Number three: specific research

Many property investors think their understanding of the real estate market is sufficient because they’ve seen someone else purchase a home, or have done so themselves.

“They think they know it because they live in a house,” Mr Gillham warns. “[Most] know the share market is risky.”

However, property can also be risky and the transactions and investment processes can be just as complex.

Mr Phillips points to US business magnate and investor Warren Buffett’s research as an example of what property investors should be doing before diving in.

“[Warren Buffett] followed railway stocks for literally decades before buying a railroad company, and similarly read IT giant IBM’s annual reports for years before being comfortable enough to buy,” he explains. While this is extensive, it’s not uncommon to hear of the best share investors reading annual reports to understand the different dynamics.

“Sticking to what you know but working on expanding that expertise can be a formidable combination for investors in both shares and property,” says Mr Phillips.

Property investors need to ensure they enter the market with eyes wide open, even if the potential outcomes may be uncomfortable.

Number four: getting to grips with risk

The main driver for investing in property should be “the numbers”, according to Mr Gillham.

“It’s numbers, that’s it. It’s not about the bathroom [or the] bedroom, it’s numbers,” he says.

Mr Gillham says he often questions why property investors become so emotionally involved in their investments and want to ‘see’ their purchases.

“I ask ‘why?’ Until they can understand that property is an investment as numbers, which is how shares are looked at, they’re not as savvy,” he says.

Share investors who get to a point where they want to buy property are “much savvier than property investors, as they know risk is involved; they know they need to research,” he says. “I’ve had property investors come to us, who have a few million dollars but have no idea how to manage risk.”

This comes down to accepting volatility, something property investors aren’t always up to date with. Mr Lucas explains that while share investors are aware that anything can drop, often property buyers “can’t look at past history as an indicator of future growth”.

Some property investors only envisage what will happen if the market rises – a risky approach, according to Mr Gillham.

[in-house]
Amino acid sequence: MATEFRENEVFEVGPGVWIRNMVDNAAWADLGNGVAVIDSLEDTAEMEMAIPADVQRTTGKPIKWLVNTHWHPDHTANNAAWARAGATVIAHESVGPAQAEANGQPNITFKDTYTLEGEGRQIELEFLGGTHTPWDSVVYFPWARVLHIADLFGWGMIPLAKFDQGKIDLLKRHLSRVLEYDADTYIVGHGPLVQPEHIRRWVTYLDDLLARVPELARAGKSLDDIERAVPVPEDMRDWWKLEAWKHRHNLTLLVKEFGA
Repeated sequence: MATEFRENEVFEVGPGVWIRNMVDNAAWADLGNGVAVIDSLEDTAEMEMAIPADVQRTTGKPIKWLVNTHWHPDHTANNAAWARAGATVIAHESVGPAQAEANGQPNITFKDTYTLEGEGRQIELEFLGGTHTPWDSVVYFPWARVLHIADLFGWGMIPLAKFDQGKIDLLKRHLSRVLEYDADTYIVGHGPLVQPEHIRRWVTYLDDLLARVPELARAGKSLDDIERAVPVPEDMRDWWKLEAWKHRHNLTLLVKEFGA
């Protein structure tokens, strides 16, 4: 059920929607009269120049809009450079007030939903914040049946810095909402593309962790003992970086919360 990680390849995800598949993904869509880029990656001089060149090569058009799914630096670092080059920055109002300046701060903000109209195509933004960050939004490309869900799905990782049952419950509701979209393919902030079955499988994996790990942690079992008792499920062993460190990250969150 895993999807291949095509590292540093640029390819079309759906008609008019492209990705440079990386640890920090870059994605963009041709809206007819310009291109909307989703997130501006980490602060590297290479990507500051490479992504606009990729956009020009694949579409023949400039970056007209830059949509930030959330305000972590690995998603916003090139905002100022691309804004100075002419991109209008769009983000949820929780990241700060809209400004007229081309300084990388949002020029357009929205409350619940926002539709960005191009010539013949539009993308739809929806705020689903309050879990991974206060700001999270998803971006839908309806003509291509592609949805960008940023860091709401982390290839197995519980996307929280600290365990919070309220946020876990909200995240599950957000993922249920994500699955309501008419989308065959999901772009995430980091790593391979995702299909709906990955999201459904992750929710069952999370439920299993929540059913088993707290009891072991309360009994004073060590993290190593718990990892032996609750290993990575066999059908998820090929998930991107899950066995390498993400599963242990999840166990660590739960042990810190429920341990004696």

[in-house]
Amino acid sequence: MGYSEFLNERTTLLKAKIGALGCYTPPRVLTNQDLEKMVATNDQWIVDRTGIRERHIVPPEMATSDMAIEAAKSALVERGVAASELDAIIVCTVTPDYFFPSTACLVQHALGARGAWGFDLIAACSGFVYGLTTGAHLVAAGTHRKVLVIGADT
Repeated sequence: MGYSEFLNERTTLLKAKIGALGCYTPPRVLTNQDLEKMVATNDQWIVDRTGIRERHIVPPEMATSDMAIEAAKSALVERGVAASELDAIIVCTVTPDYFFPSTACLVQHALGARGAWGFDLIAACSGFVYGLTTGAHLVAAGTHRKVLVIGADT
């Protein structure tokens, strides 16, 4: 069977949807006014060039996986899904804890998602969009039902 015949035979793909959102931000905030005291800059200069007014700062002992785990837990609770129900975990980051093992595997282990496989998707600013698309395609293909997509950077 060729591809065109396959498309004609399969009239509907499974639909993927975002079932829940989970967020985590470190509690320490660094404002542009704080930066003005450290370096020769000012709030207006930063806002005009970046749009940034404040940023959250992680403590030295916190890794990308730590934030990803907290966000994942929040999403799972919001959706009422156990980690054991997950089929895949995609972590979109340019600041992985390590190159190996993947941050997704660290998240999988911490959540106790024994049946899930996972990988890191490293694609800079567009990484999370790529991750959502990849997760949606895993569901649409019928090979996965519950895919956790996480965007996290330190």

“They don’t think they can lose, which is another misconception of property investors,” he says. “I know lots of people who have. In contrast, they intrinsically know they can lose on a share.”

Property investors need to ensure they enter the market with eyes wide open, even if the potential outcomes may be uncomfortable.

Number five: being open-minded

The best property investors look at many areas across the country, but others simply stick to their backyard. The latter approach can limit your ability to find the best investments, according to Mr Gillham.

“Statistics show that investors buy a property in the suburb next to them or the one they’re in, which to me is completely silly,” he explains.

Buying what and where you know does have its positives; it can help reduce risks and the research required, but it can also limit your chances of recognising opportunities elsewhere.

“In some ways, because it is tangible, [property investors] tend to invest in areas they are familiar with,” says Mr Lucas.

Share investors, however, often aren’t handcuffed by the need to ‘see’ their investments. The intangible nature of the financial markets means investors are unlikely to be tempted to visit every company in which they own shares.

That’s not to say property investors should entirely avoid getting out in the field. Instead, they could take a few lessons from share investors and aim to be less emotionally connected to their investments.

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Top Suburbs

Highest annual price growth - click a suburb below to view full profile data:
1.
FAIRLIGHT 46.02%
2.
CASUARINA 44.36%
3.
THE ENTRANCE NORTH 41.09%
4.
ULTIMO 40.67%
5.
LAVENDER BAY 40.2%